And now WE get taxed for some fear mongering by Al Gore.

[edit on 17-3-2009 by unknown known]



posted on Mar, 17 2009 @ 07:22 PM
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reply to post by Shere Khaan

Hmmm, all I did was mention that evaporation increases with temperature (much more so than thermal expansion, btw) and made mention of the methods being used to extrapolate temperature estimates from pre-historic times using ice core samples. Exactly which of those was incorrect?

Until you explain the errors behind my posts, I will assume the error was that I disagreed with you.


TheRedneck



posted on Mar, 17 2009 @ 07:42 PM
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Originally posted by TheRedneck
reply to post by Shere Khaan

Hmmm, all I did was mention that evaporation increases with temperature (much more so than thermal expansion, btw) and made mention of the methods being used to extrapolate temperature estimates from pre-historic times using ice core samples. Exactly which of those was incorrect?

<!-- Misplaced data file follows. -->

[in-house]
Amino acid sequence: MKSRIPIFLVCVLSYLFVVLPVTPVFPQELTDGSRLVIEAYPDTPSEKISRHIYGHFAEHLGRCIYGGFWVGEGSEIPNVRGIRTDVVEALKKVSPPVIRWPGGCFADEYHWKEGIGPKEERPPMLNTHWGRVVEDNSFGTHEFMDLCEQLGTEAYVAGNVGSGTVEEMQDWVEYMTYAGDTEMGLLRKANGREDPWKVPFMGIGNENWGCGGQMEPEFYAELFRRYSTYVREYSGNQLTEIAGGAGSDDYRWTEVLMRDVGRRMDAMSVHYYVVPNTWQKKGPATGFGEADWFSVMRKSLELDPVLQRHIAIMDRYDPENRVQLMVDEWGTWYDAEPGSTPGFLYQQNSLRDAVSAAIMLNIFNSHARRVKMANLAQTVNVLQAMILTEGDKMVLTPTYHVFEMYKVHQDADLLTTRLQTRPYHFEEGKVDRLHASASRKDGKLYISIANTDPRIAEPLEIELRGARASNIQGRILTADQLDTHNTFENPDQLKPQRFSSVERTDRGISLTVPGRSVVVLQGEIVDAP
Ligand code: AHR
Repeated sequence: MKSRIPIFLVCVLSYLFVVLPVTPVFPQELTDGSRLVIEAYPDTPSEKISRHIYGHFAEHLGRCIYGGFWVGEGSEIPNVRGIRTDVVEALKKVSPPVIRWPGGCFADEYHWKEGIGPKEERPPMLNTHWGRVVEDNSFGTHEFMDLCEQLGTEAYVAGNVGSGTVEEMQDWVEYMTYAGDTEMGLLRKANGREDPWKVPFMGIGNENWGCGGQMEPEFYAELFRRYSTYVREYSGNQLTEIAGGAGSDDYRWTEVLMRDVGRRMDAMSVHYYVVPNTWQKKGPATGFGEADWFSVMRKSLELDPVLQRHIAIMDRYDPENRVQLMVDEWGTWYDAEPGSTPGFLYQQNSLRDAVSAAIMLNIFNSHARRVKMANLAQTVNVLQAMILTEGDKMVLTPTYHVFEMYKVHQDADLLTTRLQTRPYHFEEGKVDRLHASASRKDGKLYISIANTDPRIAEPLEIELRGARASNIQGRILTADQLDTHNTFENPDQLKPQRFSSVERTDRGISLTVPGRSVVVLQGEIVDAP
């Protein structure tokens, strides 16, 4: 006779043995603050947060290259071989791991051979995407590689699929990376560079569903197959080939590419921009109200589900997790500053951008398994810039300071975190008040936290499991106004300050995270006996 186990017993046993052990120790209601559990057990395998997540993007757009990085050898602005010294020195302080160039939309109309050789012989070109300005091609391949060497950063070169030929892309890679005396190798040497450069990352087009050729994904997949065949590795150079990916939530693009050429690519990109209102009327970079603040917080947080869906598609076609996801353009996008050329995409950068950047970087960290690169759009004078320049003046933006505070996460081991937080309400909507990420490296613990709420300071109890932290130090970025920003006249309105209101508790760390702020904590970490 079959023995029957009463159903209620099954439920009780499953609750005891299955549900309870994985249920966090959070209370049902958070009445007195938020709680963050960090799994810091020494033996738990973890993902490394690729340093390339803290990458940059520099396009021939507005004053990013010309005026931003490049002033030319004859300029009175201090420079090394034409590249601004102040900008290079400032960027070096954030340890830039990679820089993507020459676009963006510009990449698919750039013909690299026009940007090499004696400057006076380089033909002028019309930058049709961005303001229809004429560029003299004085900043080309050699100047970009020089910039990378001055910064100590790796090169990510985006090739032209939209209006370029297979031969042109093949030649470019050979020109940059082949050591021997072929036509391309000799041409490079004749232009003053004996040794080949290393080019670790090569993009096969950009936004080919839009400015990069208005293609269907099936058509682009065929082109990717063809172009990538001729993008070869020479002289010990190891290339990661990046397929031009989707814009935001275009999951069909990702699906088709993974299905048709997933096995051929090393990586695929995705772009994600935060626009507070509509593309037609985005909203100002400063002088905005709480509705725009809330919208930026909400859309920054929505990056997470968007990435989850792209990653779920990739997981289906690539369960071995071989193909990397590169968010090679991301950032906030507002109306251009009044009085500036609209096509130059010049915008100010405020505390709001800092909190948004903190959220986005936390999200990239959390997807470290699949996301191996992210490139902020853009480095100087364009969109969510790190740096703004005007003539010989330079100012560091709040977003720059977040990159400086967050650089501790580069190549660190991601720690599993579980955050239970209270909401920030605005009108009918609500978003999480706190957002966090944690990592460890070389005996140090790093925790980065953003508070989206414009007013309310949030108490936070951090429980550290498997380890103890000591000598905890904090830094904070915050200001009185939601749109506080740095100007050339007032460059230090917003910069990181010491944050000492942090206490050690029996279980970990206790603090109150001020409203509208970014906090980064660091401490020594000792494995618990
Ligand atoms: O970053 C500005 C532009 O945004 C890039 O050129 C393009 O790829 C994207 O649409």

Until you explain the errors behind my posts, I will assume the error was that I disagreed with you.


TheRedneck


I posted why you were wrong, but you didn't even bother to read the article, sheesh. There is far more evidence than just ice cores.

As for the thermal expansion, it doesn't take a genius to work out that the sea levels have been rising for the last 100 years means that evaporation IS NOT outstripping thermal expansion, unless you want to try and tell me that it's all from ice melt run off.



posted on Mar, 17 2009 @ 09:03 PM
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reply to post by Shere Khaan